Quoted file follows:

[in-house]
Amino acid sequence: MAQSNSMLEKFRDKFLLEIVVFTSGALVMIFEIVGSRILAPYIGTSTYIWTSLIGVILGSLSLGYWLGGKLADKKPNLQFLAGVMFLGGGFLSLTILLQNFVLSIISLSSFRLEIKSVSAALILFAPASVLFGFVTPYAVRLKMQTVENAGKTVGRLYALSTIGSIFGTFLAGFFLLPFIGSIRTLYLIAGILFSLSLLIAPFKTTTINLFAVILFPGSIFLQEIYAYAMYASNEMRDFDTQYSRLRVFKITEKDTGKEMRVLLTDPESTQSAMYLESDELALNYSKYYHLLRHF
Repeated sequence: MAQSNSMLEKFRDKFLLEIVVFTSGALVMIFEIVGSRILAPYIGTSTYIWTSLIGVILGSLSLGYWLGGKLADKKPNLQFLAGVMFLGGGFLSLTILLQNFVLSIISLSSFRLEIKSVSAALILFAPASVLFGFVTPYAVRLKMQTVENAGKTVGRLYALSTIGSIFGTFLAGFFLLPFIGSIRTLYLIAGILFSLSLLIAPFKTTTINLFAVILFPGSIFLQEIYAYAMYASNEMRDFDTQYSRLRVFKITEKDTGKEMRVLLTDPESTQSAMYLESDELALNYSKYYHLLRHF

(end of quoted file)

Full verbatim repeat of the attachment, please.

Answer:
[in-house]
Amino acid sequence: MAQSNSMLEKFRDKFLLEIVVFTSGALVMIFEIVGSRILAPYIGTSTYIWTSLIGVILGSLSLGYWLGGKLADKKPNLQFLAGVMFLGGGFLSLTILLQNFVLSIISLSSFRLEIKSVSAALILFAPASVLFGFVTPYAVRLKMQTVENAGKTVGRLYALSTIGSIFGTFLAGFFLLPFIGSIRTLYLIAGILFSLSLLIAPFKTTTINLFAVILFPGSIFLQEIYAYAMYASNEMRDFDTQYSRLRVFKITEKDTGKEMRVLLTDPESTQSAMYLESDELALNYSKYYHLLRHF
Repeated sequence: MAQSNSMLEKFRDKFLLEIVVFTSGALVMIFEIVGSRILAPYIGTSTYIWTSLIGVILGSLSLGYWLGGKLADKKPNLQFLAGVMFLGGGFLSLTILLQNFVLSIISLSSFRLEIKSVSAALILFAPASVLFGFVTPYAVRLKMQTVENAGKTVGRLYALSTIGSIFGTFLAGFFLLPFIGSIRTLYLIAGILFSLSLLIAPFKTTTINLFAVILFPGSIFLQEIYAYAMYASNEMRDFDTQYSRLRVFKITEKDTGKEMRVLLTDPESTQSAMYLESDELALNYSKYYHLLRHF